I’m excited to share a recent interview with Matt Kibbe of Free the People. We discussed my recent work on Woodrow Wilson, FDR, the birth of the information state, and current changes in conservative foreign policy opinion.
The recent drip of think pieces regarding the resurrection of conscription inspired me to revisit the antiwar ads featured below.
They are some haunting stuff designed to tug at the heartstrings. I first ran into them while researching at the Hoover Presidential Library, specifically while pouring through the Senator Gerald Nye Papers. As you can see, the images feature a mother tossing their smiling child with the text “To be Killed in Action” superimposed above.
The center image and the one on the right are posters/flyers related to a speaking tour put on by Senator Gerald Nye in order to sell the public on the newly proposed Neutrality Act, itself the result of his famed “Special Committee on Investigation of the Munitions Industry,” colloquially known as the Nye Committee.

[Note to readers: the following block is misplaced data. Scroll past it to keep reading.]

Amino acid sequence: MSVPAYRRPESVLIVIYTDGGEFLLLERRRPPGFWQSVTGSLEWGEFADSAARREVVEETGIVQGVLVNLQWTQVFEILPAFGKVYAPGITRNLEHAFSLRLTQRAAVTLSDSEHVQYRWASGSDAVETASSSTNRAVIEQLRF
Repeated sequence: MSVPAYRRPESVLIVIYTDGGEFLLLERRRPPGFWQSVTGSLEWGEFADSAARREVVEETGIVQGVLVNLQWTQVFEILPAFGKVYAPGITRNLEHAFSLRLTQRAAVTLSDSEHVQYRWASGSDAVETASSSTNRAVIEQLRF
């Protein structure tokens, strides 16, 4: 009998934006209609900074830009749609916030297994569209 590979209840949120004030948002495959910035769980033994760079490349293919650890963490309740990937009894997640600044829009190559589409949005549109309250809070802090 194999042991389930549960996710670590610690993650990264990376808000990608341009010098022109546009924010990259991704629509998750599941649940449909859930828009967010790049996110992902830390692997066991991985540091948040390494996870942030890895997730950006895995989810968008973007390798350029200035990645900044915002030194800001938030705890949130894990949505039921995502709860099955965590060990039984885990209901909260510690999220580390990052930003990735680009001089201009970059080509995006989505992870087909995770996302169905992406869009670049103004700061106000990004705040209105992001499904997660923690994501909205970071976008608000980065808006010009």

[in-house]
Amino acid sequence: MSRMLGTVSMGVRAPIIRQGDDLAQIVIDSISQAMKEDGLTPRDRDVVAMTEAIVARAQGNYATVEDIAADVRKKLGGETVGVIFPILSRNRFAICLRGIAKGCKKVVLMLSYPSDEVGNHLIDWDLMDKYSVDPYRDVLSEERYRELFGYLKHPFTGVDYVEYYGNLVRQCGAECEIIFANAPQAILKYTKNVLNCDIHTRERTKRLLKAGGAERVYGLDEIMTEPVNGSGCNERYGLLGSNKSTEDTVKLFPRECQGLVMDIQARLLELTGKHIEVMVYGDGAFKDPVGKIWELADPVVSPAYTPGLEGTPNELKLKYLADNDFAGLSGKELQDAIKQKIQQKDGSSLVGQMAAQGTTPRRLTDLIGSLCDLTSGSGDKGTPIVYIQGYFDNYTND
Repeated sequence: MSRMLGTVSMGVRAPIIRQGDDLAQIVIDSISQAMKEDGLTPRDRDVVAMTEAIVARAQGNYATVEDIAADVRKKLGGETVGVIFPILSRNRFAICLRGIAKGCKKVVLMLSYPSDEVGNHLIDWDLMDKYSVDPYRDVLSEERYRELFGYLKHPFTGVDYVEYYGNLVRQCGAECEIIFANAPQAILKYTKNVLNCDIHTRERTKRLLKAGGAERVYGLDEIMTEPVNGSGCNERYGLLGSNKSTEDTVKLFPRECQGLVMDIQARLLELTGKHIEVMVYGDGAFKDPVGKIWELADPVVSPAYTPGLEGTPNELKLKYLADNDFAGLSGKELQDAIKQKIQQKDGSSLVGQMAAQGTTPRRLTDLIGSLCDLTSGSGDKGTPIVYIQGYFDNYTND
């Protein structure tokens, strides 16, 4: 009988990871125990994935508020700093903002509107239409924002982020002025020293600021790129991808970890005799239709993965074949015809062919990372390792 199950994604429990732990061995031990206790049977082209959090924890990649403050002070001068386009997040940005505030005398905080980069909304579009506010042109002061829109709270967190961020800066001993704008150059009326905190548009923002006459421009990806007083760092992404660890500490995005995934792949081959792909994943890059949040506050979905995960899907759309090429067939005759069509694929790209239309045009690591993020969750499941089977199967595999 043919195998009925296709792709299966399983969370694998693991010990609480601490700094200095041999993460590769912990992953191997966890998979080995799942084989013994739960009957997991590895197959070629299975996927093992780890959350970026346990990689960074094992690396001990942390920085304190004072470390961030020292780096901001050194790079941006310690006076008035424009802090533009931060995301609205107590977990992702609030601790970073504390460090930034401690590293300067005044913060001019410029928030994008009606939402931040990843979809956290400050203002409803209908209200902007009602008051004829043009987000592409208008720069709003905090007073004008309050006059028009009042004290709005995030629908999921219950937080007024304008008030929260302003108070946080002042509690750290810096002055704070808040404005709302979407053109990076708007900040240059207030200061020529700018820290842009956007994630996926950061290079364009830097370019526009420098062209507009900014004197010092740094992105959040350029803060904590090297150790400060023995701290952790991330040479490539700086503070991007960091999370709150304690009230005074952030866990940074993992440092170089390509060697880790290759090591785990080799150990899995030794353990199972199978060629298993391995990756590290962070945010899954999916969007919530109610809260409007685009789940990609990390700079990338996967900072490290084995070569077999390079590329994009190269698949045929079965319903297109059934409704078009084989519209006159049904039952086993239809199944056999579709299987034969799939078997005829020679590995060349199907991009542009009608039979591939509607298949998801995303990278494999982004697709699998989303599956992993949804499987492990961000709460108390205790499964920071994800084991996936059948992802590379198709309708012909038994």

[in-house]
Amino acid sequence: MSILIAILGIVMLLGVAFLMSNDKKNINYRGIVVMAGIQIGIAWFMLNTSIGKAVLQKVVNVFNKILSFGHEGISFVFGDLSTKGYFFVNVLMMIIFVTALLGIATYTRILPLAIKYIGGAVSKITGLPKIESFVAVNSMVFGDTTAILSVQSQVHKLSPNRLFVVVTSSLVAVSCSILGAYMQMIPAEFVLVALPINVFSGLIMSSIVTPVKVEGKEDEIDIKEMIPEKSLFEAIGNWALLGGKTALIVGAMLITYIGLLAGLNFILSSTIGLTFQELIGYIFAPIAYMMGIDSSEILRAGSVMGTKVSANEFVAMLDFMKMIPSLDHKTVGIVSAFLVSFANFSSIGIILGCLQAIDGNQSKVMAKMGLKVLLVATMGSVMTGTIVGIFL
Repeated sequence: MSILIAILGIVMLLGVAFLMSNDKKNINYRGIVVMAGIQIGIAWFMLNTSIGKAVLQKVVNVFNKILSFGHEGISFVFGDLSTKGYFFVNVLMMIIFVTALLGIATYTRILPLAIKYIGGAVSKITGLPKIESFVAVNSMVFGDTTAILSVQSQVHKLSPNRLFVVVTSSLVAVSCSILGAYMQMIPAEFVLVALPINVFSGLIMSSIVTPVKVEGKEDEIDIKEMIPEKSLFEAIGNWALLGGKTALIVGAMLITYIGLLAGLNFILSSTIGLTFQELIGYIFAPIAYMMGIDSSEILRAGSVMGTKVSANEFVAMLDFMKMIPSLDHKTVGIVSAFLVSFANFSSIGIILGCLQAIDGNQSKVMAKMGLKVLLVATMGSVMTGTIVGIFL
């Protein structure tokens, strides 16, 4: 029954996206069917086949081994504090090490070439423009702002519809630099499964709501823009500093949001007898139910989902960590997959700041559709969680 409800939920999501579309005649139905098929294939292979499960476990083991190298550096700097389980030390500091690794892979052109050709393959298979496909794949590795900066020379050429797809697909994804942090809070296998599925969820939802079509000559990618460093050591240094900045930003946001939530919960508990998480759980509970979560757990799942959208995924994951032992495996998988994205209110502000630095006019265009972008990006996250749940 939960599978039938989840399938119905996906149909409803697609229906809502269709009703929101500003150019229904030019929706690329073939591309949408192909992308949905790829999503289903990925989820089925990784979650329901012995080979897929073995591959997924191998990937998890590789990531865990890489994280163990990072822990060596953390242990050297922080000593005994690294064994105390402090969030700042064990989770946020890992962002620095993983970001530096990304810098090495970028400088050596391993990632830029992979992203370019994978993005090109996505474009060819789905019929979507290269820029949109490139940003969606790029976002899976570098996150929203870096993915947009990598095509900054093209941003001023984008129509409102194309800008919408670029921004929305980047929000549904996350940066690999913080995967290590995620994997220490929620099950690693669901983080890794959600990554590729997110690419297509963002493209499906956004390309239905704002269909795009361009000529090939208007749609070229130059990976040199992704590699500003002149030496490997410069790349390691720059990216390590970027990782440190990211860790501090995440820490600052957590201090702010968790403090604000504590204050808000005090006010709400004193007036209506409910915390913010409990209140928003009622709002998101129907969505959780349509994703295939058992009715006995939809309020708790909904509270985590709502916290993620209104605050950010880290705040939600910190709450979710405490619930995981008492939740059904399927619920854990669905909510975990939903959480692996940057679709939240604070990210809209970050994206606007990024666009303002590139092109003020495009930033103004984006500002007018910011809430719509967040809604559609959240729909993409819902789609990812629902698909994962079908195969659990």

I’ve looked into the ad’s origins and cannot pin it down for certain, although it appears that it at least ran in Esquiremagazine.
I have not found anything on the ad’s origins except for one other appearance on a vintage ad blog that places its origins in 1939, which can’t be correct as the copies I ran into have it at least as early as 1935. According to said blog:
The ad from a group called World Peaceways, in NYC is from 1939 before America entered WWII is remarkable in the fact that it ran as a full-page advertisement in an issue of “Woman’s Home Companion,” a mainstream woman’s magazine. It appeared alongside recipes for the 1930’s housewife for husband pleasin’ meals and advise on hanging dainty curtains. The contrasts between the usual vintage advertising to women and a daring war protest ad was startling.
If you’ve come this far, read the ads; they’re jarring historical documents. And even if you possess a completely orthodox view of “isolationism” and America’s entry into the war, I hope you can glean a modicum of sympathy for those who desired to stay out of Europe’s growing travails. Most simply didn’t want their children to die half a world away.